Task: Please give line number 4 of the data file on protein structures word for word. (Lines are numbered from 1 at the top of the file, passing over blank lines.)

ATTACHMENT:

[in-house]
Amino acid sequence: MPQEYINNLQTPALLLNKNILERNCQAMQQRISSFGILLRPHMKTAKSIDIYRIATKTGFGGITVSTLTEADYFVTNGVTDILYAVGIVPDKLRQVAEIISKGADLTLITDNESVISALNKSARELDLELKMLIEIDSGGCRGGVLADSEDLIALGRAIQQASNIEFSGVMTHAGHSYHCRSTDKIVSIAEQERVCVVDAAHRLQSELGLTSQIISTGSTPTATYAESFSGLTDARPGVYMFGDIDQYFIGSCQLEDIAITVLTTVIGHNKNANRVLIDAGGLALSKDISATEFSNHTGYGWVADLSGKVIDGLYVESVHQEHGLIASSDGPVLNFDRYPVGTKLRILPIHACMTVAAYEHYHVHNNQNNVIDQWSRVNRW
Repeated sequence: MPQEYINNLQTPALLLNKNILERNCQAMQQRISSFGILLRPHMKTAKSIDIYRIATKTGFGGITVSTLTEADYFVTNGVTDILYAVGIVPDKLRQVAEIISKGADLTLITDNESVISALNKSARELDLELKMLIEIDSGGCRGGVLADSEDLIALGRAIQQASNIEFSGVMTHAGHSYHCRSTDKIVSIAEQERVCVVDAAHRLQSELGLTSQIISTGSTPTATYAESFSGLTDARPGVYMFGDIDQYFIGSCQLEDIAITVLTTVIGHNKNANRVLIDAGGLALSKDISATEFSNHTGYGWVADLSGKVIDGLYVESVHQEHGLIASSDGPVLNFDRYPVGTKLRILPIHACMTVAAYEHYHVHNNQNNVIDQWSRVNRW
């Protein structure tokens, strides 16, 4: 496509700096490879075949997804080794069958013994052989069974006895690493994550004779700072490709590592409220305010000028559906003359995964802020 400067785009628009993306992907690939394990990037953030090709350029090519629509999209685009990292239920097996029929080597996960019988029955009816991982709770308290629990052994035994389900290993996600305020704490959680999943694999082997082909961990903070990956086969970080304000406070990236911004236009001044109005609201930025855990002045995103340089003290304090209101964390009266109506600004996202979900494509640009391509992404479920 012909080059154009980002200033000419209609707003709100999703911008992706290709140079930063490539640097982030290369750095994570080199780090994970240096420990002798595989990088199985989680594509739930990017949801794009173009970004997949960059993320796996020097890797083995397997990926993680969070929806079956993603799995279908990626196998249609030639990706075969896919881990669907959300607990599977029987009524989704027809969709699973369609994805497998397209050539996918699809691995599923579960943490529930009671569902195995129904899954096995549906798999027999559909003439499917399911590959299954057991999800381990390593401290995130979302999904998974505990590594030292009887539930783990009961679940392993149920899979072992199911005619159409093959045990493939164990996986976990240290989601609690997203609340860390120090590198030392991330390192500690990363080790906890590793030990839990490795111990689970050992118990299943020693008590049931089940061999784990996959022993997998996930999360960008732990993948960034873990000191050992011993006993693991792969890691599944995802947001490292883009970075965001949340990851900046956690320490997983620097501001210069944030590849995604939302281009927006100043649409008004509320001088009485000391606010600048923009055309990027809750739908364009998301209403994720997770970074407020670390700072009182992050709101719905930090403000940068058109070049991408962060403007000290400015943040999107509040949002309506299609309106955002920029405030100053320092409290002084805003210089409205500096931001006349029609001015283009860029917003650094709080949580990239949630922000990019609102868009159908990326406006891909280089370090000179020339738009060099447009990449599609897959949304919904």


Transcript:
């Protein structure tokens, strides 16, 4: 496509700096490879075949997804080794069958013994052989069974006895690493994550004779700072490709590592409220305010000028559906003359995964802020 400067785009628009993306992907690939394990990037953030090709350029090519629509999209685009990292239920097996029929080597996960019988029955009816991982709770308290629990052994035994389900290993996600305020704490959680999943694999082997082909961990903070990956086969970080304000406070990236911004236009001044109005609201930025855990002045995103340089003290304090209101964390009266109506600004996202979900494509640009391509992404479920 012909080059154009980002200033000419209609707003709100999703911008992706290709140079930063490539640097982030290369750095994570080199780090994970240096420990002798595989990088199985989680594509739930990017949801794009173009970004997949960059993320796996020097890797083995397997990926993680969070929806079956993603799995279908990626196998249609030639990706075969896919881990669907959300607990599977029987009524989704027809969709699973369609994805497998397209050539996918699809691995599923579960943490529930009671569902195995129904899954096995549906798999027999559909003439499917399911590959299954057991999800381990390593401290995130979302999904998974505990590594030292009887539930783990009961679940392993149920899979072992199911005619159409093959045990493939164990996986976990240290989601609690997203609340860390120090590198030392991330390192500690990363080790906890590793030990839990490795111990689970050992118990299943020693008590049931089940061999784990996959022993997998996930999360960008732990993948960034873990000191050992011993006993693991792969890691599944995802947001490292883009970075965001949340990851900046956690320490997983620097501001210069944030590849995604939302281009927006100043649409008004509320001088009485000391606010600048923009055309990027809750739908364009998301209403994720997770970074407020670390700072009182992050709101719905930090403000940068058109070049991408962060403007000290400015943040999107509040949002309506299609309106955002920029405030100053320092409290002084805003210089409205500096931001006349029609001015283009860029917003650094709080949580990239949630922000990019609102868009159908990326406006891909280089370090000179020339738009060099447009990449599609897959949304919904």